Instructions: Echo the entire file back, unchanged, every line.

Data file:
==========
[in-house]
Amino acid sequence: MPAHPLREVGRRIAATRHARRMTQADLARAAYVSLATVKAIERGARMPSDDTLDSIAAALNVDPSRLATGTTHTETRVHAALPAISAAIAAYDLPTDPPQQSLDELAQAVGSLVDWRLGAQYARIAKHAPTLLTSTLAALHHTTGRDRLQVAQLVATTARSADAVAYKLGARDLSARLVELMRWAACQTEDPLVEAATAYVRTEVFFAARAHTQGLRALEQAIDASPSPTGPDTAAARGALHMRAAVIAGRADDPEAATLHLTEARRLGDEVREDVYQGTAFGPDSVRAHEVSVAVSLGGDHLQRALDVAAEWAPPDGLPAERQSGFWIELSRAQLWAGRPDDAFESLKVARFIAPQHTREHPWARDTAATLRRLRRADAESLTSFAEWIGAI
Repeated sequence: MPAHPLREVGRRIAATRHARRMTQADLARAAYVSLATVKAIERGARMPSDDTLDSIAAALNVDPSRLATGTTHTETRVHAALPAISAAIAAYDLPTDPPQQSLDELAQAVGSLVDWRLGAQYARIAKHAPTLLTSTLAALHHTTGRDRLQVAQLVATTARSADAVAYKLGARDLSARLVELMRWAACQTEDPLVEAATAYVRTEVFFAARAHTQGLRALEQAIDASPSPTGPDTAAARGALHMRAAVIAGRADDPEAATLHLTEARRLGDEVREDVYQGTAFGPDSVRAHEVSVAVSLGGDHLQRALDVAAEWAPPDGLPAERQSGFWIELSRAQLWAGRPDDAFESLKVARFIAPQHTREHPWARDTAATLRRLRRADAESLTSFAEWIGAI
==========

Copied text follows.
[in-house]
Amino acid sequence: MPAHPLREVGRRIAATRHARRMTQADLARAAYVSLATVKAIERGARMPSDDTLDSIAAALNVDPSRLATGTTHTETRVHAALPAISAAIAAYDLPTDPPQQSLDELAQAVGSLVDWRLGAQYARIAKHAPTLLTSTLAALHHTTGRDRLQVAQLVATTARSADAVAYKLGARDLSARLVELMRWAACQTEDPLVEAATAYVRTEVFFAARAHTQGLRALEQAIDASPSPTGPDTAAARGALHMRAAVIAGRADDPEAATLHLTEARRLGDEVREDVYQGTAFGPDSVRAHEVSVAVSLGGDHLQRALDVAAEWAPPDGLPAERQSGFWIELSRAQLWAGRPDDAFESLKVARFIAPQHTREHPWARDTAATLRRLRRADAESLTSFAEWIGAI
Repeated sequence: MPAHPLREVGRRIAATRHARRMTQADLARAAYVSLATVKAIERGARMPSDDTLDSIAAALNVDPSRLATGTTHTETRVHAALPAISAAIAAYDLPTDPPQQSLDELAQAVGSLVDWRLGAQYARIAKHAPTLLTSTLAALHHTTGRDRLQVAQLVATTARSADAVAYKLGARDLSARLVELMRWAACQTEDPLVEAATAYVRTEVFFAARAHTQGLRALEQAIDASPSPTGPDTAAARGALHMRAAVIAGRADDPEAATLHLTEARRLGDEVREDVYQGTAFGPDSVRAHEVSVAVSLGGDHLQRALDVAAEWAPPDGLPAERQSGFWIELSRAQLWAGRPDDAFESLKVARFIAPQHTREHPWARDTAATLRRLRRADAESLTSFAEWIGAI